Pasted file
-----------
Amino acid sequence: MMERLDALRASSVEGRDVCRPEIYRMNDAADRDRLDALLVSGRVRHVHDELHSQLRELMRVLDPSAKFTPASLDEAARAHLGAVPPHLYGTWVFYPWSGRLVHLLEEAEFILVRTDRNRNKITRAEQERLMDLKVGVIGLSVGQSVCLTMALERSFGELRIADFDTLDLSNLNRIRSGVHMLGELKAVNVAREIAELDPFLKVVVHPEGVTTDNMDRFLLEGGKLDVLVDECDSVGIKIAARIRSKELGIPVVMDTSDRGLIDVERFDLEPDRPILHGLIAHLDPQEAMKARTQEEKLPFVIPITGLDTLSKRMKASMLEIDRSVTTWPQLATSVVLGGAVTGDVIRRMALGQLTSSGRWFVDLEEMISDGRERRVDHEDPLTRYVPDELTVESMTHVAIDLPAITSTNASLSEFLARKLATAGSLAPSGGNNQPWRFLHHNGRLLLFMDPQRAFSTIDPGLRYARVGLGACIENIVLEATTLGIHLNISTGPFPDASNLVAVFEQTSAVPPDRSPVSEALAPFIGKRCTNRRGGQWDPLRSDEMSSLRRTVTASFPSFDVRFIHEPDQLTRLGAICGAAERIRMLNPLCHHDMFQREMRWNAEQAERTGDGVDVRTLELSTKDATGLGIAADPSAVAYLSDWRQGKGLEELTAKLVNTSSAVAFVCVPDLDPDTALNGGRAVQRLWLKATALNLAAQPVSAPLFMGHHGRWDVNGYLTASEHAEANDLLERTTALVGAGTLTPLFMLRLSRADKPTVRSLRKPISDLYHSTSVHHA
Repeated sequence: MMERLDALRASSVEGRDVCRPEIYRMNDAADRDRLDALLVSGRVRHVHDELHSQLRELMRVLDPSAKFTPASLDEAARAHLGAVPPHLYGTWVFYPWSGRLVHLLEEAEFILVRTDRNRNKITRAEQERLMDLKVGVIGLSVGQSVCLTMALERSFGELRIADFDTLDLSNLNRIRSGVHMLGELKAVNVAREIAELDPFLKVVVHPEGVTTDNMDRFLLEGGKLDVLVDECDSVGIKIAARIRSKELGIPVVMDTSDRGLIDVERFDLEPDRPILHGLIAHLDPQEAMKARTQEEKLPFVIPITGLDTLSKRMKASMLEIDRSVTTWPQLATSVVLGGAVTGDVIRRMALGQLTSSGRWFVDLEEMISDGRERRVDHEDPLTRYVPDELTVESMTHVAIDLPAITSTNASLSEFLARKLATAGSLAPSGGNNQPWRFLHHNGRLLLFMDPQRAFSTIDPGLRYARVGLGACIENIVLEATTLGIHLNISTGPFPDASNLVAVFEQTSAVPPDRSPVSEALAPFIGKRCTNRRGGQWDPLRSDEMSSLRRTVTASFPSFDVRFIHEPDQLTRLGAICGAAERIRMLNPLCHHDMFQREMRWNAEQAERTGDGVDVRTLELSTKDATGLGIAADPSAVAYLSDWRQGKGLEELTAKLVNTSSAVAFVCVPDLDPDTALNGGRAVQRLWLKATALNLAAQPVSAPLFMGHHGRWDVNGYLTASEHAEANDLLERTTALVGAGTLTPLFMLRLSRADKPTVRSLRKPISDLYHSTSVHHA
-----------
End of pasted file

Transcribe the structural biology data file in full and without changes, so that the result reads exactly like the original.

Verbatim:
Amino acid sequence: MMERLDALRASSVEGRDVCRPEIYRMNDAADRDRLDALLVSGRVRHVHDELHSQLRELMRVLDPSAKFTPASLDEAARAHLGAVPPHLYGTWVFYPWSGRLVHLLEEAEFILVRTDRNRNKITRAEQERLMDLKVGVIGLSVGQSVCLTMALERSFGELRIADFDTLDLSNLNRIRSGVHMLGELKAVNVAREIAELDPFLKVVVHPEGVTTDNMDRFLLEGGKLDVLVDECDSVGIKIAARIRSKELGIPVVMDTSDRGLIDVERFDLEPDRPILHGLIAHLDPQEAMKARTQEEKLPFVIPITGLDTLSKRMKASMLEIDRSVTTWPQLATSVVLGGAVTGDVIRRMALGQLTSSGRWFVDLEEMISDGRERRVDHEDPLTRYVPDELTVESMTHVAIDLPAITSTNASLSEFLARKLATAGSLAPSGGNNQPWRFLHHNGRLLLFMDPQRAFSTIDPGLRYARVGLGACIENIVLEATTLGIHLNISTGPFPDASNLVAVFEQTSAVPPDRSPVSEALAPFIGKRCTNRRGGQWDPLRSDEMSSLRRTVTASFPSFDVRFIHEPDQLTRLGAICGAAERIRMLNPLCHHDMFQREMRWNAEQAERTGDGVDVRTLELSTKDATGLGIAADPSAVAYLSDWRQGKGLEELTAKLVNTSSAVAFVCVPDLDPDTALNGGRAVQRLWLKATALNLAAQPVSAPLFMGHHGRWDVNGYLTASEHAEANDLLERTTALVGAGTLTPLFMLRLSRADKPTVRSLRKPISDLYHSTSVHHA
Repeated sequence: MMERLDALRASSVEGRDVCRPEIYRMNDAADRDRLDALLVSGRVRHVHDELHSQLRELMRVLDPSAKFTPASLDEAARAHLGAVPPHLYGTWVFYPWSGRLVHLLEEAEFILVRTDRNRNKITRAEQERLMDLKVGVIGLSVGQSVCLTMALERSFGELRIADFDTLDLSNLNRIRSGVHMLGELKAVNVAREIAELDPFLKVVVHPEGVTTDNMDRFLLEGGKLDVLVDECDSVGIKIAARIRSKELGIPVVMDTSDRGLIDVERFDLEPDRPILHGLIAHLDPQEAMKARTQEEKLPFVIPITGLDTLSKRMKASMLEIDRSVTTWPQLATSVVLGGAVTGDVIRRMALGQLTSSGRWFVDLEEMISDGRERRVDHEDPLTRYVPDELTVESMTHVAIDLPAITSTNASLSEFLARKLATAGSLAPSGGNNQPWRFLHHNGRLLLFMDPQRAFSTIDPGLRYARVGLGACIENIVLEATTLGIHLNISTGPFPDASNLVAVFEQTSAVPPDRSPVSEALAPFIGKRCTNRRGGQWDPLRSDEMSSLRRTVTASFPSFDVRFIHEPDQLTRLGAICGAAERIRMLNPLCHHDMFQREMRWNAEQAERTGDGVDVRTLELSTKDATGLGIAADPSAVAYLSDWRQGKGLEELTAKLVNTSSAVAFVCVPDLDPDTALNGGRAVQRLWLKATALNLAAQPVSAPLFMGHHGRWDVNGYLTASEHAEANDLLERTTALVGAGTLTPLFMLRLSRADKPTVRSLRKPISDLYHSTSVHHA